The Final Sprint for TCF v2.0 Compliance is On!
When IAB Europe launched TCF v2.0 in August 2019, it was a huge achievement for the whole industry. It also felt like the finish line of a long marathon in which all body parts had been called to contribute intensely. Yet this was also the beginning of a new race.
Vendors and Consent Management Platforms (CMPs) then needed to appreciate the complexity of TCF v2 and figure out how to implement it and take full advantage of all its benefits in comparison to TCF v1, while maintaining their revenue streams. The main benefits of TCF v2 include 1) better adherence to GDPR requirements 2) more transparency & control for users 3) more control for publishers in their choice of vendors, and 4) additional legal bases flexibility for vendors.
Now CMPs are rushing to the finish line to get TCF v2.0 compliant and contribute to improving the level of GDPR compliance across the digital advertising ecosystem.
All new CMPs looking to participate in the TCF should register and submit their TCF v2 implementation demo as soon as possible. All new CMPs should indeed be validated before they can receive their sub-domain and their CMP ID. In parallel, all existing CMPs should request TCF v2 participation and submit their TCF v2 implementation. On 30 June, TCF v1 will be deprecated.
When CMPs are certified as compliant, they are published on a dedicated list here before they can be published in the TCF v2 JSON file here. IAB Europe also provides compliant CMPs with a seal as one of the tools they can use to communicate their compliance effort to stakeholders.
Now, just a few days after the 31 March deadline, there are already TCF v2 compliant CMPs. More have submitted their implementation and are working on updates.
On CMP compliance, the TCF Steering Group has adopted as of 7 April, two “hotfixes” to the TCF v2.0 policies, aimed at improving CMP flexibility and their ability to deliver a user-friendly experience in the first layer of v2 user interfaces. These include the introduction of five new Stacks for CMPs to choose from (Stacks 38-42); and the removal of the requirement to disclose Special Purposes and Features in the 1st UI layer.
Please note that the latest version of the TCF Policy document is now Version 2020-04-08.3a. The amended TCF Policies is available here. Furthermore, a few compliance failures have caught our attention so below we’ve provided some additional guidance to help CMPs.
CMP Compliance Guidance 101
Policy Check 2: Can users review the standard legal text?
It is required that the UI includes the standard legal text of all Purposes, Special purposes, Features and Special Features in the UI. The standard legal text does not necessarily need to be featured in the first layer.
Policy Check 10: Does the 1st layer of the UI provide an example of personal data processed?
It is required that the first layer of the UI includes an example of personal data processed. The sole mention of “cookies” does not qualify as an example.
Policy Check 12: Does the 1st layer of the UI provide information about the Purposes and/or Stacks, and Special Features used by third parties? (Updated on 7 April 2020)
Many CMPs are concerned about how much information should appear on the first layer and to not overwhelm their users. This was also a major concern for TCF v2 contributors when they drafted the TCF v2 Policies and its Data Processing purposes. This is how the concept of “Stacks” emerged. “Stacks” are a combination of purposes allowing CMPs to provide information about TCF v2 purposes in the first layer in a user-friendly way. Also note that, while in TCF v1 it was possible to use tooltips or expansion options to show this information, TCF v2 is more stringent in that the information must be immediately visible, so it is no longer possible to use these approaches in TCF v2. As of 7 April, it is no longer required to include Special purposes and Features in the first layer of the User Interface.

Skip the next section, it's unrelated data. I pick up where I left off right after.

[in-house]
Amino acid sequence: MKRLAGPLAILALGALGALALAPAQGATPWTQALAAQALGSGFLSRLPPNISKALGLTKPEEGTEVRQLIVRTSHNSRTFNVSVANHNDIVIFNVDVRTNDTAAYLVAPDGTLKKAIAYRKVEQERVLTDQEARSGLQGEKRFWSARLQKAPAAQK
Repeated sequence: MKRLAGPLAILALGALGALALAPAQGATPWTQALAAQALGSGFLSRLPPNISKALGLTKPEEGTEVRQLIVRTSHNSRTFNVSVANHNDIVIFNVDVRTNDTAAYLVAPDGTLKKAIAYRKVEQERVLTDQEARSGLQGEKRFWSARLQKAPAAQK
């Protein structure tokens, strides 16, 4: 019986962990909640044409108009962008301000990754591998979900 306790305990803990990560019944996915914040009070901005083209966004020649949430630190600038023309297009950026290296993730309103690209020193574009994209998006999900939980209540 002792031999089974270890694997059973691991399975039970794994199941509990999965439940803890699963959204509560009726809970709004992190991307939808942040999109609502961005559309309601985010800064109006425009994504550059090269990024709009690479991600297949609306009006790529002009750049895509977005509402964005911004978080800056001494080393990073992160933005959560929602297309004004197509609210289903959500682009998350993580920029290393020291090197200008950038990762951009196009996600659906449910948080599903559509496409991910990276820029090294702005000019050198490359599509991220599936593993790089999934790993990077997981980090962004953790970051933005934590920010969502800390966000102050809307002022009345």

Policy Check 14: Does the 1st layer of the UI provide information about the scope of the consent choice, i.e. global consent, service-specific consent, or group-specific consent?
CMPs need to send two sets of test results, one for a service-specific configuration and one for a global configuration.
Policy Check 17: Does the 1st layer of the UI advise the user of their right to object to their personal data being processed on the basis of legitimate interest (if any)?
Most CMPs mention the legitimate interest legal basis in the first layer but they fail to properly advise users of their right to “object” per se. Other ways of formulating users’ “right to object” will not be reviewed as compliant.
Many CMPs provide a list of the vendors but they fail to provide the list of purposes that the vendors process data for and its corresponding legal basis in the UI.
Policy Check 23: If legitimate interest is used by any Vendors as a legal basis, does the 2nd layer allow users to object to the processing of their personal data, per Purpose and per Vendor?
Most CMPs use separate toggle for the consent legal basis and for the legitimate interest legal basis, per vendor and per purpose (where applicable). This is what IAB Europe recommends. In case CMPs want to use the same toggle for legitimate interest and for consent, the toggle must be ‘off’ by default and as such, both the consent signals and legitimate interest signals need to be ‘off’ by default.
TCF v2 compliance is of crucial importance and we want to thank all CMPs, vendors and publishers for their efforts in the roll-out of TCF v2 to the market. For more information about registration, please contact email@example.com. To submit your TCF v2 implementation demo, please contact firstname.lastname@example.org.
Colombe Michaud, Project Lead, Data Protection & Privacy, IAB Europe.